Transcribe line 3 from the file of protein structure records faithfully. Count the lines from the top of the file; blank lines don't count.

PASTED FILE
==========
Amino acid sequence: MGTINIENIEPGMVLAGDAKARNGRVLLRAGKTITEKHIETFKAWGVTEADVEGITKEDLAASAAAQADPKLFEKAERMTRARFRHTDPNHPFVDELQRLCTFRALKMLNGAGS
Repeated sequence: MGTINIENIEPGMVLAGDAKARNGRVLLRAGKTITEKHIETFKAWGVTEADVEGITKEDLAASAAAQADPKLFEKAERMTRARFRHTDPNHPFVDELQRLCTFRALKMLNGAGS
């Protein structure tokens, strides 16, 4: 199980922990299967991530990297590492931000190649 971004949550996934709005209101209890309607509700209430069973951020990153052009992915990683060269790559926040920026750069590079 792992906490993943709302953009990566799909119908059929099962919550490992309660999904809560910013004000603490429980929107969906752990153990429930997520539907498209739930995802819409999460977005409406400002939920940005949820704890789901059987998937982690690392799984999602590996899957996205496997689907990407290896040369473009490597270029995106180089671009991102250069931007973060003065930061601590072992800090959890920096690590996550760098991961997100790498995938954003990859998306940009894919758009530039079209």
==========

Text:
């Protein structure tokens, strides 16, 4: 199980922990299967991530990297590492931000190649 971004949550996934709005209101209890309607509700209430069973951020990153052009992915990683060269790559926040920026750069590079 792992906490993943709302953009990566799909119908059929099962919550490992309660999904809560910013004000603490429980929107969906752990153990429930997520539907498209739930995802819409999460977005409406400002939920940005949820704890789901059987998937982690690392799984999602590996899957996205496997689907990407290896040369473009490597270029995106180089671009991102250069931007973060003065930061601590072992800090959890920096690590996550760098991961997100790498995938954003990859998306940009894919758009530039079209």